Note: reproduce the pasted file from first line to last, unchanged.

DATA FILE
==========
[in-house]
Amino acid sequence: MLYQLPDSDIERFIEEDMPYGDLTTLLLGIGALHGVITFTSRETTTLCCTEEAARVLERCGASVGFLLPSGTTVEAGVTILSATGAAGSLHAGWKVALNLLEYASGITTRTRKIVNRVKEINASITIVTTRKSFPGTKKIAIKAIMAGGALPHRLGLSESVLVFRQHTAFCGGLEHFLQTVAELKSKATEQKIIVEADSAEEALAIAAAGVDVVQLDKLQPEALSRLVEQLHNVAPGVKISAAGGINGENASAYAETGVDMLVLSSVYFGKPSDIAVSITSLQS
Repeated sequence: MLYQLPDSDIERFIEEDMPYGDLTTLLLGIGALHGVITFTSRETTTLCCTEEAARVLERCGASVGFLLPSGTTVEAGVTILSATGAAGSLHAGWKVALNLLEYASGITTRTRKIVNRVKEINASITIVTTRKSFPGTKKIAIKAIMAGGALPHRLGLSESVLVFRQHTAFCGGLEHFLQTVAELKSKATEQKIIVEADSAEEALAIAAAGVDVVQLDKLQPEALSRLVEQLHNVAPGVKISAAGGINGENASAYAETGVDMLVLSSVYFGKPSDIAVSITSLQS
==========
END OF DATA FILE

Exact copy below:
[in-house]
Amino acid sequence: MLYQLPDSDIERFIEEDMPYGDLTTLLLGIGALHGVITFTSRETTTLCCTEEAARVLERCGASVGFLLPSGTTVEAGVTILSATGAAGSLHAGWKVALNLLEYASGITTRTRKIVNRVKEINASITIVTTRKSFPGTKKIAIKAIMAGGALPHRLGLSESVLVFRQHTAFCGGLEHFLQTVAELKSKATEQKIIVEADSAEEALAIAAAGVDVVQLDKLQPEALSRLVEQLHNVAPGVKISAAGGINGENASAYAETGVDMLVLSSVYFGKPSDIAVSITSLQS
Repeated sequence: MLYQLPDSDIERFIEEDMPYGDLTTLLLGIGALHGVITFTSRETTTLCCTEEAARVLERCGASVGFLLPSGTTVEAGVTILSATGAAGSLHAGWKVALNLLEYASGITTRTRKIVNRVKEINASITIVTTRKSFPGTKKIAIKAIMAGGALPHRLGLSESVLVFRQHTAFCGGLEHFLQTVAELKSKATEQKIIVEADSAEEALAIAAAGVDVVQLDKLQPEALSRLVEQLHNVAPGVKISAAGGINGENASAYAETGVDMLVLSSVYFGKPSDIAVSITSLQS